By Lauren Jankowski
I’ve always been logical to a fault, even as a child. Perhaps this is why I never particularly enjoyed stories that were written specifically for adopted children. To me, they just seemed too straightforward: “Look. This character is also adopted. See, s/he is just like you.” Yeah, and…? Even the beautifully illustrated story “The Mulberry Bird” just didn’t do it for me. Being an animal lover, I just couldn’t get over the fact that the author seemed to think birds had the same concept of adoption as humans did. Also, a seagull would never adopt a chick from another seagull, much less the chick of an entirely different bird. Most children probably don’t think of things quite so literally. I’ve always been a rather old soul.
This extremely logical approach to literature brought about my first dilemma fairly early in life: where were the stories for me? It was hard enough to find a story with a strong heroine. Harder still, finding stories with unconventional families. Every story seemed to have the same cast of characters: Mom, Dad, biological kid(s). Even stories like Hansel and Gretel –biological brother and sister. They knew their parents (awful as they were). The focus was always on biology. It soon became clear that there was a norm…and I was outside of it.
Then, one day, I happened to stumble across an Egyptian myth: Isis and Osiris. Granted, it was an extremely watered-down version of the original –one that had been written specifically for very young children –but the basics of the story remained more or less intact: a single mother raising a son after his father was murdered. This story was unlike any I’d ever read; I loved every last word. Soon, I was devouring Greek and Roman myths as well. In classical mythology, I found what I had been looking for: the unconventional cast as heroic. Children with an unknown parent accomplishing great feats. Parentless goddesses portrayed as equals to deities with more traceable lineages. It was amazing and refreshing. I’d found my stories.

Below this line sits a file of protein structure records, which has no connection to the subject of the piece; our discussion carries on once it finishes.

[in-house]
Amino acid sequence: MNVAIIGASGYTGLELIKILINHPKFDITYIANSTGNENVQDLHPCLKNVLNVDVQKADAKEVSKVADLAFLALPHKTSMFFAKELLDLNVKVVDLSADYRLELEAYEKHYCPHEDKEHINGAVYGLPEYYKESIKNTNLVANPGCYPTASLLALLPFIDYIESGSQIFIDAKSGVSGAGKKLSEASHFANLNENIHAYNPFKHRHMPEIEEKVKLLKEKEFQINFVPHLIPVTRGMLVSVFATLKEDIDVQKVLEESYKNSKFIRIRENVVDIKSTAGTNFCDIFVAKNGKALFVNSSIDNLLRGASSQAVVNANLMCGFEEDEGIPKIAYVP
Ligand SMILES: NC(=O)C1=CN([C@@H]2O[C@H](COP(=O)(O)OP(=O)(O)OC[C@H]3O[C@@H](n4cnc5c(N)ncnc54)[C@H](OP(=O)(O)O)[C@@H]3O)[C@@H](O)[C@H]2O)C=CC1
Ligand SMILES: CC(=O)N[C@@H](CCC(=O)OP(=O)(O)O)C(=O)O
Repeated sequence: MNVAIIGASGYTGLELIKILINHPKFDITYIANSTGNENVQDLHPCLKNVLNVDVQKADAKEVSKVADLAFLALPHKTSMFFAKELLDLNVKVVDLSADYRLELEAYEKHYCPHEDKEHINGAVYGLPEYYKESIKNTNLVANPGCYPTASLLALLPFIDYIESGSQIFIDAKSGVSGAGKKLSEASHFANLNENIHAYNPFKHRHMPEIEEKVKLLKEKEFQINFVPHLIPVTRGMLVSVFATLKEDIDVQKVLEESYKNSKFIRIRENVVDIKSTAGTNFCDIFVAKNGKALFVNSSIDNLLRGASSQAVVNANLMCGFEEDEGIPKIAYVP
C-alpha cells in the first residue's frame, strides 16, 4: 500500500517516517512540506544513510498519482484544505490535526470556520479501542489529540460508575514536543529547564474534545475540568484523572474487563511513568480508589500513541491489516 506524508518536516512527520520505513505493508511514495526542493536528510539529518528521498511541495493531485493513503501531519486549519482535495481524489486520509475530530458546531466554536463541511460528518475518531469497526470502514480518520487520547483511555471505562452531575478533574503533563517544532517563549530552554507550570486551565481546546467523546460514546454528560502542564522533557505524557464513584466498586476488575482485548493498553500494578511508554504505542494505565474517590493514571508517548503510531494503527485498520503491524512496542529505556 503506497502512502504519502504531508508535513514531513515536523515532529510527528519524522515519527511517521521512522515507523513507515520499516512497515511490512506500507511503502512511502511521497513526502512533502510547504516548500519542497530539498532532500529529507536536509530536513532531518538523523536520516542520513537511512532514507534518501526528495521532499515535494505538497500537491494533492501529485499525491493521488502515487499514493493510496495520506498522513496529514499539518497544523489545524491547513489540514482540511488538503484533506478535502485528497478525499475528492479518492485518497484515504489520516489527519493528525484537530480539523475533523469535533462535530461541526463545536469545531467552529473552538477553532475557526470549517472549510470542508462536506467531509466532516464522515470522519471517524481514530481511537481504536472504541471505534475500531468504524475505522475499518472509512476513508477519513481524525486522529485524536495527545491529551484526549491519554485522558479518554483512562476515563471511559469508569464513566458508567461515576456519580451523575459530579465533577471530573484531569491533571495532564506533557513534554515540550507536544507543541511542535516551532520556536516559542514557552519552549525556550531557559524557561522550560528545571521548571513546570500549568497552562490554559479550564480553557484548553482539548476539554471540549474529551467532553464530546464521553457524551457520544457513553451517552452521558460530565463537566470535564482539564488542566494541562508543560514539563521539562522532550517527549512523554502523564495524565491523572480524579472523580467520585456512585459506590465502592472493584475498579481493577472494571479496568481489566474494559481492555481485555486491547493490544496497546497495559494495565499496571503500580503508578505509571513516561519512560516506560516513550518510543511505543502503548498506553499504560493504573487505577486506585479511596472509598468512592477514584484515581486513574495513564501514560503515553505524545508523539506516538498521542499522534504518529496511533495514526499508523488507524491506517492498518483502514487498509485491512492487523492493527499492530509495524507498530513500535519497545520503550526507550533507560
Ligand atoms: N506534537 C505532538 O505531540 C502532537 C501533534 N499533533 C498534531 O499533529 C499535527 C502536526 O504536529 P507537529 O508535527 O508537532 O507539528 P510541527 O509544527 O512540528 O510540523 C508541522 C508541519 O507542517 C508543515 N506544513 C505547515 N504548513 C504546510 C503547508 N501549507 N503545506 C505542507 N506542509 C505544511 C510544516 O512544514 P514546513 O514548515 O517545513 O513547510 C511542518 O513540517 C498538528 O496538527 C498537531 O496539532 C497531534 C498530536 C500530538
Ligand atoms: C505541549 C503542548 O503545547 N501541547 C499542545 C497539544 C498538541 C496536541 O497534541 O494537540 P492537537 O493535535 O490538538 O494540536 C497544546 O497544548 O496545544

As I grew up, my love for myths remained strong. When I read the original myths (the un-watered-down versions), I found some of the more problematic elements of these amazing tales: blatant misogyny, violence, incest –aspects that made the feminist in me positively cringe. Still, at their core, they remained the stories that I’d grown to love. The exciting tales of heroes and heroines, many from unconventional backgrounds. They were flawed, but also heroic. I came to view myths as a celebration of humanity in all its different forms.
As I continue trying to survive college, I often find myself in Classics courses. I’m a Women & Genders Studies major, but my heart will always belong to the Classics. My best experience was in a Classical Mythology course and the field still stimulates my natural curiosity. These centuries-old tales taught me that being outside the “norm” isn’t a bad thing. I’ve come to find that myths are an important part of whom we are. It’s a shame that we’re not exposed to them at an earlier age.
I’m not a parent and I know next to nothing about kids, but I think that parents of adopted children should try to expose their kids to these amazing stories. People who were adopted should try revisiting these tales as well. There’s something new in them every time. Speaking from personal experience, it’s always nice to know that being different is okay.
[Photo Credit: euthman]
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Originally published on The Seattle Lesbian
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